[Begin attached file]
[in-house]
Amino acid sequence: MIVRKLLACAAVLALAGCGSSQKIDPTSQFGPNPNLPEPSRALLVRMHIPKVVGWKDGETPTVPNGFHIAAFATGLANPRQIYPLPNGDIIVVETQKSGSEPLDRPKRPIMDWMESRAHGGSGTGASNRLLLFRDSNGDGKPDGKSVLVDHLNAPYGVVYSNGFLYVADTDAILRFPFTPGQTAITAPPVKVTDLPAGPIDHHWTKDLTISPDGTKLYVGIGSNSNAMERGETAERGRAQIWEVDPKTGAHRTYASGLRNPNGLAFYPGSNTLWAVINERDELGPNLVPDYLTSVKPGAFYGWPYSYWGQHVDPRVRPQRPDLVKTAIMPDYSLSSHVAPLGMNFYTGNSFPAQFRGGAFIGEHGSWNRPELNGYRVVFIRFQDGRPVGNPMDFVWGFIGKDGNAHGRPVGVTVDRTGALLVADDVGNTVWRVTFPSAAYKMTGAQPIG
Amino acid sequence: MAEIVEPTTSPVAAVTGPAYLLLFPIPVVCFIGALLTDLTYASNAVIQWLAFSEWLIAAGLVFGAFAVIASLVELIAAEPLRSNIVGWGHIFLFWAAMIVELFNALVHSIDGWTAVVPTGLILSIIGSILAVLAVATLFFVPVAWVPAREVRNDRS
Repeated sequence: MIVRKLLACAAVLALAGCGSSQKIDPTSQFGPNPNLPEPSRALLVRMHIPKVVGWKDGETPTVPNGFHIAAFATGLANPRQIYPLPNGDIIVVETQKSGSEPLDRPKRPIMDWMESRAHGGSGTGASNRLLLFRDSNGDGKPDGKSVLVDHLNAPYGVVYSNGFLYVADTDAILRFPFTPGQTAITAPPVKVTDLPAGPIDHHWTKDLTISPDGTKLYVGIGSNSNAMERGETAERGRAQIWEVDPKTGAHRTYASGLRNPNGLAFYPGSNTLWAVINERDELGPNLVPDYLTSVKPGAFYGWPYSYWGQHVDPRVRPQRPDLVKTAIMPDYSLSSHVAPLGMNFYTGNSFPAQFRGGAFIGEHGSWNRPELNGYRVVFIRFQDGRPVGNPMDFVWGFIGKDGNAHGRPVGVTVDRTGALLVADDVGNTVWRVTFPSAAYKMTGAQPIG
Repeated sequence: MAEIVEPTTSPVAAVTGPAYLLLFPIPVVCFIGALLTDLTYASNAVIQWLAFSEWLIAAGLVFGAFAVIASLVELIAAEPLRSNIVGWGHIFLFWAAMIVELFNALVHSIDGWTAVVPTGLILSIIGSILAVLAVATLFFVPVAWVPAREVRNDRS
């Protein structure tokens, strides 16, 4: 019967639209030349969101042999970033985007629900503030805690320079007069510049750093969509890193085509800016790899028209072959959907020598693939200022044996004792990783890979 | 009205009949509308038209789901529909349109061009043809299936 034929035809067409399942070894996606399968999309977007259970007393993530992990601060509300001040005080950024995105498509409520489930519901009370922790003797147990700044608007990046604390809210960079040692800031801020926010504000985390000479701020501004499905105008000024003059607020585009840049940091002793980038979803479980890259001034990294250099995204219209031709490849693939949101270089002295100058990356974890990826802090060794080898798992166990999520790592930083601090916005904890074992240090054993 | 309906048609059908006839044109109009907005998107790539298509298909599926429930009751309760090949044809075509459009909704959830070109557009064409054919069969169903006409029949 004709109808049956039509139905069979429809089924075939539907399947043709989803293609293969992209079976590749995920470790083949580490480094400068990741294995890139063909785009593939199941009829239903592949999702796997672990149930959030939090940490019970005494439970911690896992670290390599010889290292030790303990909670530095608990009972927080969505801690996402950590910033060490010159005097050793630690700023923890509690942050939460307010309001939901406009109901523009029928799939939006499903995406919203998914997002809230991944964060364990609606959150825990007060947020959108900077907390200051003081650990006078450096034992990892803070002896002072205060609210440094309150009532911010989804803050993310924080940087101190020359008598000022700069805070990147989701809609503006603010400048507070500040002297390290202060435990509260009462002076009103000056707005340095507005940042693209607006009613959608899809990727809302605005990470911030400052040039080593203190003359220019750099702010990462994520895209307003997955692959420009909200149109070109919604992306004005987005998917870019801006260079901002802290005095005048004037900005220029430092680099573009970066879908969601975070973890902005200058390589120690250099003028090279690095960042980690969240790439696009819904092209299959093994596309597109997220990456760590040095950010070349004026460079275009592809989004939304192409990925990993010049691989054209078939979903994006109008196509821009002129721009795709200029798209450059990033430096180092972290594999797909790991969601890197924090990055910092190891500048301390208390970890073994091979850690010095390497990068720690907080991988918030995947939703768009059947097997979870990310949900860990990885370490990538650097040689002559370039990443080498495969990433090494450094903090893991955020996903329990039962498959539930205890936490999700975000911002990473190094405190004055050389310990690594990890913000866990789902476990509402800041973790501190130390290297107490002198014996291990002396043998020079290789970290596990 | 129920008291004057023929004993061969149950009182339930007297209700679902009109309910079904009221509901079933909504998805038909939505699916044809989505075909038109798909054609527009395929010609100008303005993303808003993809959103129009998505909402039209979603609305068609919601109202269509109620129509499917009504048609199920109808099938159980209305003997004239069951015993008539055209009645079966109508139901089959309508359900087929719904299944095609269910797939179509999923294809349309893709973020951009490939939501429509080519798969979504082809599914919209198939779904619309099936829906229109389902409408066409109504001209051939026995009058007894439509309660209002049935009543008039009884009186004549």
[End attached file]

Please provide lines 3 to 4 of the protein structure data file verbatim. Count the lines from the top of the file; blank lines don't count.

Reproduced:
Amino acid sequence: MAEIVEPTTSPVAAVTGPAYLLLFPIPVVCFIGALLTDLTYASNAVIQWLAFSEWLIAAGLVFGAFAVIASLVELIAAEPLRSNIVGWGHIFLFWAAMIVELFNALVHSIDGWTAVVPTGLILSIIGSILAVLAVATLFFVPVAWVPAREVRNDRS
Repeated sequence: MIVRKLLACAAVLALAGCGSSQKIDPTSQFGPNPNLPEPSRALLVRMHIPKVVGWKDGETPTVPNGFHIAAFATGLANPRQIYPLPNGDIIVVETQKSGSEPLDRPKRPIMDWMESRAHGGSGTGASNRLLLFRDSNGDGKPDGKSVLVDHLNAPYGVVYSNGFLYVADTDAILRFPFTPGQTAITAPPVKVTDLPAGPIDHHWTKDLTISPDGTKLYVGIGSNSNAMERGETAERGRAQIWEVDPKTGAHRTYASGLRNPNGLAFYPGSNTLWAVINERDELGPNLVPDYLTSVKPGAFYGWPYSYWGQHVDPRVRPQRPDLVKTAIMPDYSLSSHVAPLGMNFYTGNSFPAQFRGGAFIGEHGSWNRPELNGYRVVFIRFQDGRPVGNPMDFVWGFIGKDGNAHGRPVGVTVDRTGALLVADDVGNTVWRVTFPSAAYKMTGAQPIG